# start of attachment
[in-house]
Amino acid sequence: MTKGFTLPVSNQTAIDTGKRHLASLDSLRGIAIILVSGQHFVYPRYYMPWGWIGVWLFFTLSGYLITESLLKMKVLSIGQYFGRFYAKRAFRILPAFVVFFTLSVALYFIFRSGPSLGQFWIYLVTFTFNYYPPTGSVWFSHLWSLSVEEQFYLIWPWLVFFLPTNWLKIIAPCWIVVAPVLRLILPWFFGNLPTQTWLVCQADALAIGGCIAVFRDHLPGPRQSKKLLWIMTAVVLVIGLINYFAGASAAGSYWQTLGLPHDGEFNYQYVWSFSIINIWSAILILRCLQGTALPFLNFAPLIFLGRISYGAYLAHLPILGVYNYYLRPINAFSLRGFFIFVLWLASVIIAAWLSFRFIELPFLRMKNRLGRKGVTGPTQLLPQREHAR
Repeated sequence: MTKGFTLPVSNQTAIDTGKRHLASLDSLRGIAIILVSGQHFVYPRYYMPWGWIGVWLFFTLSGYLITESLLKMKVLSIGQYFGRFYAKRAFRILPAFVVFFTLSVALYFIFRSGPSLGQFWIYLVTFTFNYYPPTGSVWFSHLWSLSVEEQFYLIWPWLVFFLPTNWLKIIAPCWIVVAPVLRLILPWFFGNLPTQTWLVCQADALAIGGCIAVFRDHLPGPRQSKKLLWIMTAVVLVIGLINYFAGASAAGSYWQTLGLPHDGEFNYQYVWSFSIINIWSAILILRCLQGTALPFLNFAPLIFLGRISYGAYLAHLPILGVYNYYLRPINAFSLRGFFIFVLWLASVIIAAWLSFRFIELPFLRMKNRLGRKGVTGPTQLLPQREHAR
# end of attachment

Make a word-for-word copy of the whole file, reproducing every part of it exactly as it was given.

[in-house]
Amino acid sequence: MTKGFTLPVSNQTAIDTGKRHLASLDSLRGIAIILVSGQHFVYPRYYMPWGWIGVWLFFTLSGYLITESLLKMKVLSIGQYFGRFYAKRAFRILPAFVVFFTLSVALYFIFRSGPSLGQFWIYLVTFTFNYYPPTGSVWFSHLWSLSVEEQFYLIWPWLVFFLPTNWLKIIAPCWIVVAPVLRLILPWFFGNLPTQTWLVCQADALAIGGCIAVFRDHLPGPRQSKKLLWIMTAVVLVIGLINYFAGASAAGSYWQTLGLPHDGEFNYQYVWSFSIINIWSAILILRCLQGTALPFLNFAPLIFLGRISYGAYLAHLPILGVYNYYLRPINAFSLRGFFIFVLWLASVIIAAWLSFRFIELPFLRMKNRLGRKGVTGPTQLLPQREHAR
Repeated sequence: MTKGFTLPVSNQTAIDTGKRHLASLDSLRGIAIILVSGQHFVYPRYYMPWGWIGVWLFFTLSGYLITESLLKMKVLSIGQYFGRFYAKRAFRILPAFVVFFTLSVALYFIFRSGPSLGQFWIYLVTFTFNYYPPTGSVWFSHLWSLSVEEQFYLIWPWLVFFLPTNWLKIIAPCWIVVAPVLRLILPWFFGNLPTQTWLVCQADALAIGGCIAVFRDHLPGPRQSKKLLWIMTAVVLVIGLINYFAGASAAGSYWQTLGLPHDGEFNYQYVWSFSIINIWSAILILRCLQGTALPFLNFAPLIFLGRISYGAYLAHLPILGVYNYYLRPINAFSLRGFFIFVLWLASVIIAAWLSFRFIELPFLRMKNRLGRKGVTGPTQLLPQREHAR